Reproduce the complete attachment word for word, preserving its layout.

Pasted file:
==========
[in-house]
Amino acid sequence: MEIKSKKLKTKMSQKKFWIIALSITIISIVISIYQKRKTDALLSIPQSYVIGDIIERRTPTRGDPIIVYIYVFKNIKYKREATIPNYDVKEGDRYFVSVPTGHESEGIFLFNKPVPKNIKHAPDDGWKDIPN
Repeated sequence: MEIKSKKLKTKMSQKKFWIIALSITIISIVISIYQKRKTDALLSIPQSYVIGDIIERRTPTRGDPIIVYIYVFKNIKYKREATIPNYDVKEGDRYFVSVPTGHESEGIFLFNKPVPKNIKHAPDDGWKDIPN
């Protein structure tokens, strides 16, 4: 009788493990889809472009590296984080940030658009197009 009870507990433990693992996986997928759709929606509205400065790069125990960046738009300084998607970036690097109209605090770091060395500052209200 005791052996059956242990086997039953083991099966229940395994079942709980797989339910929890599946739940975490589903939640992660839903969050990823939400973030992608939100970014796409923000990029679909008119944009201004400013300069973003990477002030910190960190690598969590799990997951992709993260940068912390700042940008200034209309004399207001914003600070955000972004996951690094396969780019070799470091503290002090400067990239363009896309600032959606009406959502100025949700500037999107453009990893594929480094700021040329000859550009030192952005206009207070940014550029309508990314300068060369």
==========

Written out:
[in-house]
Amino acid sequence: MEIKSKKLKTKMSQKKFWIIALSITIISIVISIYQKRKTDALLSIPQSYVIGDIIERRTPTRGDPIIVYIYVFKNIKYKREATIPNYDVKEGDRYFVSVPTGHESEGIFLFNKPVPKNIKHAPDDGWKDIPN
Repeated sequence: MEIKSKKLKTKMSQKKFWIIALSITIISIVISIYQKRKTDALLSIPQSYVIGDIIERRTPTRGDPIIVYIYVFKNIKYKREATIPNYDVKEGDRYFVSVPTGHESEGIFLFNKPVPKNIKHAPDDGWKDIPN
């Protein structure tokens, strides 16, 4: 009788493990889809472009590296984080940030658009197009 009870507990433990693992996986997928759709929606509205400065790069125990960046738009300084998607970036690097109209605090770091060395500052209200 005791052996059956242990086997039953083991099966229940395994079942709980797989339910929890599946739940975490589903939640992660839903969050990823939400973030992608939100970014796409923000990029679909008119944009201004400013300069973003990477002030910190960190690598969590799990997951992709993260940068912390700042940008200034209309004399207001914003600070955000972004996951690094396969780019070799470091503290002090400067990239363009896309600032959606009406959502100025949700500037999107453009990893594929480094700021040329000859550009030192952005206009207070940014550029309508990314300068060369």